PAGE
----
Wednesday, 30 March 2016

The Jehovah's Witness Great Crowd: Reader Comment

The latest issue of the Reachout newsletter, carried an article about The Watchtower Memorial Meal. The article concentrated on the division between the great majority of Jehovah's Witnesses, the Great Crowd, and the Anointed Class, the 144,000, who alone are to partake of the memorial meal. A reader sent in some comments after studying the article and shared some interesting insights into how Jehovah's Witnesses see themselves in the great scheme of things.


'I've just read with interest your article entitled 'The Memorial Meal' in the latest Reachout Trust newsletter. I was  born into the Witnesses in 1967 and remained there until about 26 years ago when I became born again. Most of my family are still in the JW organisation.

I just wanted to point out a couple of things from the article. The 'great crowd' are encouraged to see themselves as having just as close a relationship with the organisation as the 'anointed', the society in every other aspect does not distinguish between the two - neither are expected to have any special 'Jesus bond' their only allegiance from everyone in it is unswerving obedience ( not love or personal relationship - they find this concept extremely odd) to the organisation.

The other interesting fact is when you try and unpick how the 'annointed' know they are in this class - it was only  ever explained as 'they have a feeling' - if anyone partakes when they are regarded as not of this class they are indeed taken aside and firm words (they would say testing out this concept) had with elders who then discuss the validity of whether the person may or may not be 'anointed' - its usually considered to be only very elderly persons who can legitimately claim this. However an interesting aside is that a few years ago the number of supposed 'anointed ones' went up!

The 'great crowd' are fully aware of their earthly hope and encouraged to believe this is where they are mean't to be. To question this in any form ( even as a child I somehow knew I was meant to live eternally with Jesus but couldn't voice this). Questioning anything draws firm interrogation and risks public reproof or being labelled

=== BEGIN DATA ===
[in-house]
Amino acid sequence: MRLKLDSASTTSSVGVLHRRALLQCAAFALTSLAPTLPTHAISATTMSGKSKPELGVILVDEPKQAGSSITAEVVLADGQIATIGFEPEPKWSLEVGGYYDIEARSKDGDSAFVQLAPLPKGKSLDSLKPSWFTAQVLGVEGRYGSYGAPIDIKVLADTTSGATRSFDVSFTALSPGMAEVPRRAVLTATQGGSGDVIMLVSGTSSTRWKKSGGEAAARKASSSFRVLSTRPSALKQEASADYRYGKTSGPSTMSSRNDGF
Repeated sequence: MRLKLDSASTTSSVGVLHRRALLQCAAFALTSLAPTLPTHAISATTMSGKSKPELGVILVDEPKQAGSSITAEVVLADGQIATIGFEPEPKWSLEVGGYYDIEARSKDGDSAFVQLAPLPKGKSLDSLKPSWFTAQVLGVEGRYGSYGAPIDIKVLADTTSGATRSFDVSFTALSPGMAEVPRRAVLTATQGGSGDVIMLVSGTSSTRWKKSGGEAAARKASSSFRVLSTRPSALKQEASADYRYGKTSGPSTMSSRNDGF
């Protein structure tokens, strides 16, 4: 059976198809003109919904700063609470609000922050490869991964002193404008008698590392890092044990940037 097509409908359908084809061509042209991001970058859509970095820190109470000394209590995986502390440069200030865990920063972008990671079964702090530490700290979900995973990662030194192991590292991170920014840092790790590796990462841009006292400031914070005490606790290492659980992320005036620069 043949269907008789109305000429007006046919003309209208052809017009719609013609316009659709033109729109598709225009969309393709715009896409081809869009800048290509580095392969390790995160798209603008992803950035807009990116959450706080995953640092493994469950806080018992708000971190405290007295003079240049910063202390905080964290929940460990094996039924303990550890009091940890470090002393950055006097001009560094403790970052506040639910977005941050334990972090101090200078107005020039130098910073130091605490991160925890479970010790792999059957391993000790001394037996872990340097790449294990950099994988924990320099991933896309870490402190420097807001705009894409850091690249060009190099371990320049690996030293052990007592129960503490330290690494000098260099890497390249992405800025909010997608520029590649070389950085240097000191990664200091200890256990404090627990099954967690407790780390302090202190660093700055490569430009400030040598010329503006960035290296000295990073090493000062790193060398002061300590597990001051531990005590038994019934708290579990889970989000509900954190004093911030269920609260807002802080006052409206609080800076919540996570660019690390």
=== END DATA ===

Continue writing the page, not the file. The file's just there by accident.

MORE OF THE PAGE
apostate.'


Several valuable lessons may be drawn from these comments:

Firstly, how terrible that Jehovah's Witnesses do not have, nor do they expect to have, any kind of personal relationship with God. I have pointed out many times that, where Jehovah's Witnesses use words from the Lord's prayer, 'hallowed be your name,' to underline the idea of exalting them name - Jesus taught his disciples to pray, 'Our Father...'  Where Jehovah's Witnesses are taught to be glad to know God at a distance, Jesus promised:

'If anyone loves me he will obey my teaching. My Father will love him, and we will come to him and make our home with him.' (John 14:23)

The New Testament is shot through with invitation to a relationship with God. When we witness to Witnesses we are not simply entering into finer points of doctrinal arguments, we are inviting them to enter this relationship.

Secondly, one of the marks of a cult is private interpretation, understandings peculiar to the group or individual, which God has expressly forbidden (2 Peter 1:20). Cult members are bombarded with messages insisting they should simply 'know' in their hearts, and failure to 'know' is a failure of faith. I wonder what the Watchtower Society would make of this person's 'knowing' that she certainly is meant to have a personal relationship with Jesus? How would they test that claim? The Bible? The Bible would be on her side.

It can be, often is, a stressful experience trying to figure out where you fit into the scheme of a cult. Are you being faithful enough in enough things? Outward things, such as 'promotion' to places of authority are usually the only measure of your own progress and so the cult typically falls back on routine and administration to measure 'success.' Instructions come from above, you follow them unquestioningly, and hope it is enough.

Finally, consider for a moment, Thomas, 'Doubting Thomas.' Here is a man who famously doubted the resurrection saying, 'Unless I see the nail marks in his hands and put my finger where the nails were, and put my hand into his side, I will not believe.' (John 20:25)

Yet when Jesus set his face to go to the tomb of Lazarus, and the other disciples warned him of the danger of going so near Jerusalem, it was this same Thomas who said, 'Let us also go, that we may die with him.' (John 11:16) Thomas did not lack conviction, he simply had questions. In such circumstances, wouldn't we all?

Yet we know that, for a Jehovah's Witness, 'Questioning anything draws firm interrogation and risks public reproof, or being labelled 
apostate.'

It is freedom from such chains, and an eternal peace with God (Romans 5:1) that this ministry strives to bring.




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